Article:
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The only UK stock these global managers own

22 May 2024

One global fund has been cutting back on its US tech exposure and adding to this UK company.

By Matteo Anelli,

Senior reporter, Trustnet

US dominance and the relative bottoming out of the UK market over the past decade may have left some global investors wondering whether there is a need to look to the domestic market at all.

Murmurs have begun about a potential poor run for the US, with Temple Bar manager Ian Lance telling Trustnet yesterday that investors should expect to make a loss from American stocks over the long term from here.

Chris Rossbach and Katerina Kosmopoulou, who are in charge of the $252.4m J. Stern & Co. World Stars Global Equity portfolio, are bullish still on the prospects of the US titans, recently stating that “we are in not a tech bubble of any kind”.

They have stuck with their exposure to digital through tough times before – most notably in 2000 – and did so again in 2021-2022 when they added to stocks such as Nvidia, the leading chip manufacturer. This has rewarded the managers, with the stock rising to be the top holding in the fund, making up 8.3% of the total assets under management (AUM).

Yet even they have begun to look elsewhere, trimming some of their tech allocation as they weigh up the continued strong growth from the US giants versus the prospects of better returns from elsewhere in the future.

Thanks to successful calls on these US names and the returns they have brought in, Kosmopoulou explained that the fund is now in a strong position to take some profit and allocate to other areas.

One such area has been the UK, where, however, only one business convinced the managing duo – spirits company Diageo.

The company has been through a turbulent time in recent years, marked by a profit warning and its chief financial officer stepping down. Unsurprisingly, therefore, it has been a terrible performer of late, losing almost 20% over the past 12 months, 12% over the past three years and 6% over five months.

Performance of stock over 1yr

Source: FE Analytics

But the company is a good recovery play to Kosmopoulou, who said that Diageo is “a screaming buy”.

“Covid massively disrupted consumption and generated excess inventory throughout the supply chain. This is in the process of being corrected now, but the market hates that, so the stock is trading at more than 10% discount to its historical levels,” she said.

“Now if you could tell me that you and I will never drink again, I'm going to sell my Diageo position. But if you tell me that tonight we are likely to have a nice glass of whiskey, then to me that is that is basically a screaming buy.”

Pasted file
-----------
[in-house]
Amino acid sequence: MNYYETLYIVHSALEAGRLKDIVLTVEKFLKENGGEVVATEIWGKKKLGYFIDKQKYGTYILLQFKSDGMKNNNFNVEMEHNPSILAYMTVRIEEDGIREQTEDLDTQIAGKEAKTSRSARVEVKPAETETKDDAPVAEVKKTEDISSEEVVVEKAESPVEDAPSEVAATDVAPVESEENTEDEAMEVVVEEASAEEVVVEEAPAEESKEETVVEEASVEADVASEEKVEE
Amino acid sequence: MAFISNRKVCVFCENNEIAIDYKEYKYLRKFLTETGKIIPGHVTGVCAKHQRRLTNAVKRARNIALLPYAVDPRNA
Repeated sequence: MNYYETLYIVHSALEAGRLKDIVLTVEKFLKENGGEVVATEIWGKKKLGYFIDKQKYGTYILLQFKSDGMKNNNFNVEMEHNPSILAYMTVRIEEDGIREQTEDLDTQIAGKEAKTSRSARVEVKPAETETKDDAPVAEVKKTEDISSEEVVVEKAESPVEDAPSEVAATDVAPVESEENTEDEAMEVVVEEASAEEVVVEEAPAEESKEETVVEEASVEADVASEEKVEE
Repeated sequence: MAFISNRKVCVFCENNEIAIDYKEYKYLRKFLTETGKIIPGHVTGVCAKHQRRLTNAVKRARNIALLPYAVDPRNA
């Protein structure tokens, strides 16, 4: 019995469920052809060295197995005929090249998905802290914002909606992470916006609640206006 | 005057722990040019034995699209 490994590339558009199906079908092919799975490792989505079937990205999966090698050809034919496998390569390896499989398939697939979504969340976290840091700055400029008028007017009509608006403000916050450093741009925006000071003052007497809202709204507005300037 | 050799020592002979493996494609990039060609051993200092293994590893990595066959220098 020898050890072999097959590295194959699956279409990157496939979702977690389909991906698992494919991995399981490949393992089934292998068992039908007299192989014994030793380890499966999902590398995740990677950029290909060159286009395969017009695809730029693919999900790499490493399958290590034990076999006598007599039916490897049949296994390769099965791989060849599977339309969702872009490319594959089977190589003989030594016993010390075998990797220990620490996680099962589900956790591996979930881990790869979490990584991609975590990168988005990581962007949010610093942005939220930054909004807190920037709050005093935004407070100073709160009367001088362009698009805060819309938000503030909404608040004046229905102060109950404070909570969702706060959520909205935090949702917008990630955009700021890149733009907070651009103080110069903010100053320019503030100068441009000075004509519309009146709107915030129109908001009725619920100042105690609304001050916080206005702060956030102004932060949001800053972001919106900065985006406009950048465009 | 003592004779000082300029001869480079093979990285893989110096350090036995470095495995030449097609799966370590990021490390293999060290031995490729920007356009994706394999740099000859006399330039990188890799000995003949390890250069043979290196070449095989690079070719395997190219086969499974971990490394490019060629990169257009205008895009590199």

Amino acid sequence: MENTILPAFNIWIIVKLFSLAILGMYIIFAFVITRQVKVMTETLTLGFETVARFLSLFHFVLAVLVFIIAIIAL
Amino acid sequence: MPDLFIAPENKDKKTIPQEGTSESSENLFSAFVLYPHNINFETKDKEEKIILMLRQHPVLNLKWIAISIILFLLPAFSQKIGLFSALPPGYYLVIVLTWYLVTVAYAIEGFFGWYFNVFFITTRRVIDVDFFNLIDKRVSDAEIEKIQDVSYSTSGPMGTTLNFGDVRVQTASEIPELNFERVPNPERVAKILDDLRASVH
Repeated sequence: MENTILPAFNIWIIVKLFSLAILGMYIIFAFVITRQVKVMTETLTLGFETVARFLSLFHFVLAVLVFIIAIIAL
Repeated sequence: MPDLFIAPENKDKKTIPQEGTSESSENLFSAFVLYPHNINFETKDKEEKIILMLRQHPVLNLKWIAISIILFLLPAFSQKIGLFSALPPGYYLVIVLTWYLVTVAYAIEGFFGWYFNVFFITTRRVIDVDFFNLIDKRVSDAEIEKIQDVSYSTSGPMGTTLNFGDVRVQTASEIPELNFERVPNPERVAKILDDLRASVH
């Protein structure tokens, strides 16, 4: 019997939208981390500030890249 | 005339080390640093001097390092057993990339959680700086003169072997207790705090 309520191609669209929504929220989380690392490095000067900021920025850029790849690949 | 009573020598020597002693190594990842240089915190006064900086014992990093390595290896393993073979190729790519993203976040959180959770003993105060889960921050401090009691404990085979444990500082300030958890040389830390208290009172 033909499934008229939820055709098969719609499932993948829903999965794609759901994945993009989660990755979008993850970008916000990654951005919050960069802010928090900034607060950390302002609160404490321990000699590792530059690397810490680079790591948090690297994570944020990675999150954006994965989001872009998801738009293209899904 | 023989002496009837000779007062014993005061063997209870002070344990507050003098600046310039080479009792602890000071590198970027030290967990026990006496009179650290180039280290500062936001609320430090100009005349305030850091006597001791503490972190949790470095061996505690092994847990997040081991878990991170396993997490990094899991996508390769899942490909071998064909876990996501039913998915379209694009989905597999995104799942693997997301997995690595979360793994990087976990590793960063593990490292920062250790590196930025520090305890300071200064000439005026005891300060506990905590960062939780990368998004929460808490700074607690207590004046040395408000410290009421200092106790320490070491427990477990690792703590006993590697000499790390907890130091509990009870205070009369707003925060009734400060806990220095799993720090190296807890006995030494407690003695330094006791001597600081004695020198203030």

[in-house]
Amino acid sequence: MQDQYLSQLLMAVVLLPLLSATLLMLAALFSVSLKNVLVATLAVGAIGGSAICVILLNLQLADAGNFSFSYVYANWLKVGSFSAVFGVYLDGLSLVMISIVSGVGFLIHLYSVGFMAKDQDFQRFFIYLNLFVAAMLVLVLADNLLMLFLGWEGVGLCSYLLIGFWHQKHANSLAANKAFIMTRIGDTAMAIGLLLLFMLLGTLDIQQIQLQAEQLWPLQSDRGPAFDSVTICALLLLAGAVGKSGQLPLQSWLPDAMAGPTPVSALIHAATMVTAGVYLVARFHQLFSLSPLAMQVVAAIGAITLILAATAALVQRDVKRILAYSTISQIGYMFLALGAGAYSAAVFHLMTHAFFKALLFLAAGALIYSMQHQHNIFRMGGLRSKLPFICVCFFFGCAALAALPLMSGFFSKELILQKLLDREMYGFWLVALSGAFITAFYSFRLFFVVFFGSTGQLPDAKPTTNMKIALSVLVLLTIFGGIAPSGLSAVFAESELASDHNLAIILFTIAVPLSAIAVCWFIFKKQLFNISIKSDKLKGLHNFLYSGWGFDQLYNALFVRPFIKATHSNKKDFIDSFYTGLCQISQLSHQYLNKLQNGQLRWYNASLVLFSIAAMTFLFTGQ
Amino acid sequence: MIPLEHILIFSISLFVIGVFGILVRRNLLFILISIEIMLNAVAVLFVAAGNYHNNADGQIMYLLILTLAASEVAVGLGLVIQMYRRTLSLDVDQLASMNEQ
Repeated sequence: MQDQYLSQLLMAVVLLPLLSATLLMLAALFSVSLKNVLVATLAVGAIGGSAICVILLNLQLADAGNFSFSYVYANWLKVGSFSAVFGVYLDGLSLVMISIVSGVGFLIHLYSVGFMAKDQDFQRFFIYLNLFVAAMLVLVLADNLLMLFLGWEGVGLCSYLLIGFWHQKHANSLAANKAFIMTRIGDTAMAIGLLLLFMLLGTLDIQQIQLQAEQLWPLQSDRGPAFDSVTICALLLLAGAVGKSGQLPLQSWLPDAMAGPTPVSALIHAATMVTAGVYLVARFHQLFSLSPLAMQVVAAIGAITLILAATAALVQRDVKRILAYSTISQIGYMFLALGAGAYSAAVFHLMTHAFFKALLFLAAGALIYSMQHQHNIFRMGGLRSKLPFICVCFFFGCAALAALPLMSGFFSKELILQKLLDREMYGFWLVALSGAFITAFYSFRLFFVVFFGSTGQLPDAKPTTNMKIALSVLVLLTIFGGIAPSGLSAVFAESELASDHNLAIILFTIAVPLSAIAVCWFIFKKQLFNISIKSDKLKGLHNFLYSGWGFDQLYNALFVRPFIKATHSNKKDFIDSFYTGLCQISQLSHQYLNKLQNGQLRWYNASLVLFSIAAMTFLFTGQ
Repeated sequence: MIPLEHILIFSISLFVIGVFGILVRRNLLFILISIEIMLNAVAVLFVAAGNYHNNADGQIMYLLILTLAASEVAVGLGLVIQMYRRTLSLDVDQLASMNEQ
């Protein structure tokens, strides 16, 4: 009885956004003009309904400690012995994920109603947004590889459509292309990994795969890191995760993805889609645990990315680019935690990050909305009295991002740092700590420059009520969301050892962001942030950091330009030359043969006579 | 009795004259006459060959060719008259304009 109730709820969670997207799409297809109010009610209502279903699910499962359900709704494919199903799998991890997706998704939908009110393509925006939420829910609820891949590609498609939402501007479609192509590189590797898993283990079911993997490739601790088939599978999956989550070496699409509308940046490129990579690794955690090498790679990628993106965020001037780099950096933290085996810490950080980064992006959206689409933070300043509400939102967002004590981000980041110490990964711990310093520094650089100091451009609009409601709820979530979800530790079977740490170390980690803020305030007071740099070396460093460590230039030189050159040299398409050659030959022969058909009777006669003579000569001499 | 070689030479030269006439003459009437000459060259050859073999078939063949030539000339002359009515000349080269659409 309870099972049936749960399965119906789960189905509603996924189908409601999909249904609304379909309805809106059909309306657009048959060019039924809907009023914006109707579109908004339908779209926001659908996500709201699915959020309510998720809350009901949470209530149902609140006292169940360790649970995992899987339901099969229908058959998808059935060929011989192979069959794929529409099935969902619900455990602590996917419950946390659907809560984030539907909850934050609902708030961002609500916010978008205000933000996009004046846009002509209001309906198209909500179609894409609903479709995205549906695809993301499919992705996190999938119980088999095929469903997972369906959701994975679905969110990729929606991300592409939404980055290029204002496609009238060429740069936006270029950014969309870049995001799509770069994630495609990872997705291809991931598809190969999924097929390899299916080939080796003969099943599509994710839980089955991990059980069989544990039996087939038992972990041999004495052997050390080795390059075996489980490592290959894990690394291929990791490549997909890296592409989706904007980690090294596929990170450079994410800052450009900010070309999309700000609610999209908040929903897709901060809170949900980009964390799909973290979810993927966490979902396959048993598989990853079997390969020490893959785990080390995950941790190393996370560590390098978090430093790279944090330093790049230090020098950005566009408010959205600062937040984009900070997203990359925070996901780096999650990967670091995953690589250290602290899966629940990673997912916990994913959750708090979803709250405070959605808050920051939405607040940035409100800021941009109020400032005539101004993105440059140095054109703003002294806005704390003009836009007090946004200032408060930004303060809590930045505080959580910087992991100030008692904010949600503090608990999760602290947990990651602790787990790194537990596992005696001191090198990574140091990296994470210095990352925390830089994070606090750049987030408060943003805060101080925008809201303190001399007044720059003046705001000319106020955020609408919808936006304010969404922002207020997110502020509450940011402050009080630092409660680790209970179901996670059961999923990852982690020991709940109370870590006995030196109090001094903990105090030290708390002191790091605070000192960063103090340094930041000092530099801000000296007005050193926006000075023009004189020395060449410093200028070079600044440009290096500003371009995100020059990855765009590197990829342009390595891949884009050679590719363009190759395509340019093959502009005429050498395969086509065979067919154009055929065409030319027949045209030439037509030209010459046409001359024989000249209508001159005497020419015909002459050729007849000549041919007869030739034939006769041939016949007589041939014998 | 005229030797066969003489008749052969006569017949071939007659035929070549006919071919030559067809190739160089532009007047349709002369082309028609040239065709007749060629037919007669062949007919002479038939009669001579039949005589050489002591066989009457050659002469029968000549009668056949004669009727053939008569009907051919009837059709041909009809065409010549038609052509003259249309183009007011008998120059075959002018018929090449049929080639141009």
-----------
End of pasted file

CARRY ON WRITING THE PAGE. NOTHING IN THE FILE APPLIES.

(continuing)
This is currently the only UK-listed company owned by the fund, Rossbach noted, with the overall country exposure adding up to 2% of the total AUM.

“We look at a global universe of companies, and the listing matters only in regards to the history of the company, the governance and the liquidity of its shares, with the UK being very strong on all of those points,” he said.

“There are a number of world-leading businesses that are here that we keep on analysing, especially in consumer products, healthcare and the intellectual property (IP) and payments-related areas of financial services, which we think are very interesting.”

Historically, Shell had been a holding in the J. Stern & Co. World Stars Global Equity fund. It was bought in 2012 at inception and sold later in 2014, when the managing team decided energy stocks weren’t for them. Since then, Diageo has been the only UK stock in the portfolio.

It is not alone in owning Diageo, with IFSL Evenlode Global Equity and Lindsell Train Global Equity among six funds in the IA Global sector also placing the stock in their respective top 10 holdings.

Nick Train also has a big position in the stock through his investment trust Finsbury Growth & Income. In the trust’s latest factsheet, the manager noted that it is “well-established” that the stock is out of favour and warned “it is still possible the next set of results will disappoint already low expectations”.

“Nonetheless, Diageo’s shares have now fallen over 30% from their peak in 2021 and we are sure it is right to be looking ahead to better trading for the company. In our view, Diageo shares will likely recover before those better conditions are confirmed,” he said.

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Data provided by FE fundinfo. Care has been taken to ensure that the information is correct, but FE fundinfo neither warrants, represents nor guarantees the contents of information, nor does it accept any responsibility for errors, inaccuracies, omissions or any inconsistencies herein. Past performance does not predict future performance, it should not be the main or sole reason for making an investment decision. The value of investments and any income from them can fall as well as rise.